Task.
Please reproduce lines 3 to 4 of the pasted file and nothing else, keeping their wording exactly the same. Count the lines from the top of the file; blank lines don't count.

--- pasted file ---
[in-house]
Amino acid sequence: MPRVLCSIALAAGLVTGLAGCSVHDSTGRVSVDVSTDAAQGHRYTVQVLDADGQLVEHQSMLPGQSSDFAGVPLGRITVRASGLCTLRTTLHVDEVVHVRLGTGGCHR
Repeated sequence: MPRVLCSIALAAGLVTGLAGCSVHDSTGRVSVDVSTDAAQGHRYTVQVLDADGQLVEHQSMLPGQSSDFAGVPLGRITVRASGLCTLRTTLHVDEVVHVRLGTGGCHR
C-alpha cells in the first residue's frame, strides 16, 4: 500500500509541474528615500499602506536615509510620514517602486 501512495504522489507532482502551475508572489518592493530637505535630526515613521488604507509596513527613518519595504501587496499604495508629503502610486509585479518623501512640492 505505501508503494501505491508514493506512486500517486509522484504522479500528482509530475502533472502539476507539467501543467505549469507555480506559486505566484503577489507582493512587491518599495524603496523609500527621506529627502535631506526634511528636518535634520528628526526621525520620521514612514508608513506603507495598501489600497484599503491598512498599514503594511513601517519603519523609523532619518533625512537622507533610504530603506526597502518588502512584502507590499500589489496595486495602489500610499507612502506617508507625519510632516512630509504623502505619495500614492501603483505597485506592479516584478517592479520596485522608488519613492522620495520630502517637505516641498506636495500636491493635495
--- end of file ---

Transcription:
Repeated sequence: MPRVLCSIALAAGLVTGLAGCSVHDSTGRVSVDVSTDAAQGHRYTVQVLDADGQLVEHQSMLPGQSSDFAGVPLGRITVRASGLCTLRTTLHVDEVVHVRLGTGGCHR
C-alpha cells in the first residue's frame, strides 16, 4: 500500500509541474528615500499602506536615509510620514517602486 501512495504522489507532482502551475508572489518592493530637505535630526515613521488604507509596513527613518519595504501587496499604495508629503502610486509585479518623501512640492 505505501508503494501505491508514493506512486500517486509522484504522479500528482509530475502533472502539476507539467501543467505549469507555480506559486505566484503577489507582493512587491518599495524603496523609500527621506529627502535631506526634511528636518535634520528628526526621525520620521514612514508608513506603507495598501489600497484599503491598512498599514503594511513601517519603519523609523532619518533625512537622507533610504530603506526597502518588502512584502507590499500589489496595486495602489500610499507612502506617508507625519510632516512630509504623502505619495500614492501603483505597485506592479516584478517592479520596485522608488519613492522620495520630502517637505516641498506636495500636491493635495